Your Tax Dollars, Hard at Work!6/25/2012 12:01 AM Eastern
AS A GENERAL RULE, I AVOID THE TECH regulatory
scene, because it gets
so bogged down with gibberish
that typically boils down to the
words, “No, you cannot.” Yet a
passel of deadlines are looming,
and that seemed a good time for
a summer regulatory roundup. In
Emergency Alert System and
“CAP.” Regulators: FEMA, FCC,
National Weather Service, U.S. Department of
Homeland Security. Deadline: June 30. What It
Is: Here in Colorado, we’re already getting the
afternoon tornado warnings, which turn the TV
into a bleeping black screen, with white text advising
us to take immediate shelter and accompanying
audio saying the same thing. EAS and
the common alerting protocol (CAP) extends
that type of work nationally, so that the President
could theoretically interrupt TV programming
to tell us something really important. At an
MSO level, the work of it is software changes to
the gear that currently handles local EAS.
Video Descriptive Services. Regulator: FCC.
Deadline: July 1. What It Is: This has lots to do
with a little button on your TV remote labeled
“SAP,” for “Secondary Audio Program.” Right
now, pushing that button invokes a monaural
mix-down of the soundtrack, with Spanishlanguage
With VDS, however, pressing SAP would
also mix the audio channel down to monaural,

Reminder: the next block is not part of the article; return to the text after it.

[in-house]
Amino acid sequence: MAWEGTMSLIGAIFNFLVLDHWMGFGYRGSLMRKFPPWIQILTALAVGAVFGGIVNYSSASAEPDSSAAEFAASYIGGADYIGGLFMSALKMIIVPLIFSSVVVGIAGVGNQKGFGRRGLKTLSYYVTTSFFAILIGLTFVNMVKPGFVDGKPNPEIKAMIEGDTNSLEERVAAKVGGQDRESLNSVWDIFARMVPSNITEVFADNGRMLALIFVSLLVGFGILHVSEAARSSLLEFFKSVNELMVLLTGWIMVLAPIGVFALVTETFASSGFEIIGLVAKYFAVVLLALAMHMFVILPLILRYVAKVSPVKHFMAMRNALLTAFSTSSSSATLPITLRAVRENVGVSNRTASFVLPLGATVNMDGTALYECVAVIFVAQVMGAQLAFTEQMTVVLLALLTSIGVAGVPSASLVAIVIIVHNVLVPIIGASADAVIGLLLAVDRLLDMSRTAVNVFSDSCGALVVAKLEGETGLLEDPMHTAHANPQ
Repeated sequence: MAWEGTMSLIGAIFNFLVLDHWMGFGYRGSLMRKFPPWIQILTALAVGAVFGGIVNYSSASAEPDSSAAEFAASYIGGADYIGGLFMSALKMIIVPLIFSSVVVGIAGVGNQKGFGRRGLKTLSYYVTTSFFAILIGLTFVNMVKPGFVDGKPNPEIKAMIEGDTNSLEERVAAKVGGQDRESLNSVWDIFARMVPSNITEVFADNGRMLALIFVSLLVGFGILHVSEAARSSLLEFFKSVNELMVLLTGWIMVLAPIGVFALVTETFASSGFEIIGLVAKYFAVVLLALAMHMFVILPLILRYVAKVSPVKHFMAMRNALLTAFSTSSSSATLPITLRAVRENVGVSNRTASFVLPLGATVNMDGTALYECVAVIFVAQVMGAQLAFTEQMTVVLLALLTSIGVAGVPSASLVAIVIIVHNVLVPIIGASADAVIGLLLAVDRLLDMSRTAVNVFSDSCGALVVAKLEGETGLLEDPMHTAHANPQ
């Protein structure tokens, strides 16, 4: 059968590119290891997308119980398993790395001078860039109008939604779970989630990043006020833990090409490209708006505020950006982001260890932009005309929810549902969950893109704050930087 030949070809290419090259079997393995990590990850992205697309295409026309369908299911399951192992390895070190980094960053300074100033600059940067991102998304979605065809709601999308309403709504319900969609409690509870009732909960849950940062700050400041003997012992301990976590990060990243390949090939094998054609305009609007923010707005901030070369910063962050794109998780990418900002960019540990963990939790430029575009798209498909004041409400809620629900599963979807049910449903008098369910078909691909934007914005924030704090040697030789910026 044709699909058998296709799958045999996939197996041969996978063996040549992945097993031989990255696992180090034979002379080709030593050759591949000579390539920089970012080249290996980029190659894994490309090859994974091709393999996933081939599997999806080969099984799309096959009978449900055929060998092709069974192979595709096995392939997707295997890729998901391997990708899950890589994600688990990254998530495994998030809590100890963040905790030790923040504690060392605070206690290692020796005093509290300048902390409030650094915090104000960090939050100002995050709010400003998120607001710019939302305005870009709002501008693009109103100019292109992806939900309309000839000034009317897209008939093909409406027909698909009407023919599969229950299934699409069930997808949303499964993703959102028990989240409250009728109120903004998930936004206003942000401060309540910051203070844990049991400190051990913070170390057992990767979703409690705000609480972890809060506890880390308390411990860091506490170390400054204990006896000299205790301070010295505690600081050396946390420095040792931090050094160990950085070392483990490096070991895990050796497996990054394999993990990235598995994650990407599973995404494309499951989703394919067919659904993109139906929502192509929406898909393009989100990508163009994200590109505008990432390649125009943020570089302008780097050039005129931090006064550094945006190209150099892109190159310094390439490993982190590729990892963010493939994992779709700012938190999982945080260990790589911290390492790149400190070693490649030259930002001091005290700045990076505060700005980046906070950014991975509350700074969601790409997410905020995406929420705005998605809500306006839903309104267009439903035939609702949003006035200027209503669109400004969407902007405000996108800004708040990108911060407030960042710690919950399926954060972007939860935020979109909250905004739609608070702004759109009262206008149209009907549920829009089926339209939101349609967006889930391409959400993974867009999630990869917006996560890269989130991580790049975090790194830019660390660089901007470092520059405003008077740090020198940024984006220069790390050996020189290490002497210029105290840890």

but instead of Spanish, you’d hear the original
feed, plus a verbal description of what’s going
on visually. Not so much, “Suddenly, the phone
rang,” because the viewer could hear it ringing.
More like, “She put the phone to her ear
anxiously.” The onus of this effort is more on
program networks than MSOs.
Closed Captioning for IP Video. Regulator:
FCC. Deadline: Sept. 30. for program networks;
Jan. 14, 2013 for device manufacturers (which,
in and of itself, is an inscrutable bifurcation).
What It Is: Rules that require program networks
to put closed captions on full-length video content
that’s made available via Internet protocol
(think HBO Go, Xfinity, etc.)
This one is riddled with complexities that
will make you want to poke your own eyes
out. The Report and Order details “VPOs”
(video-programming owners); “VPPs” (videoprogramming
providers); and 112 deliriously
entertaining (not!) pages of accompanying
regulatory-speak. Stretch and hydrate before
you dive in.
Commercial Audio Loudness Mitigation Act
(CALM). Regulator: FCC. Deadline: Dec. 13.
What It Is: A way to not get blasted out of your
chair when commercials play at way higher volumes
than programs. By year-end, MSOs need
to begin periodic testing of networks that don’t
“self-certify” that they’re CALM-compliant. Big
hallelujah on this one.
Stumped by gibberish? Visit Leslie Ellis at
translation-please.com or multichannel.com/blog.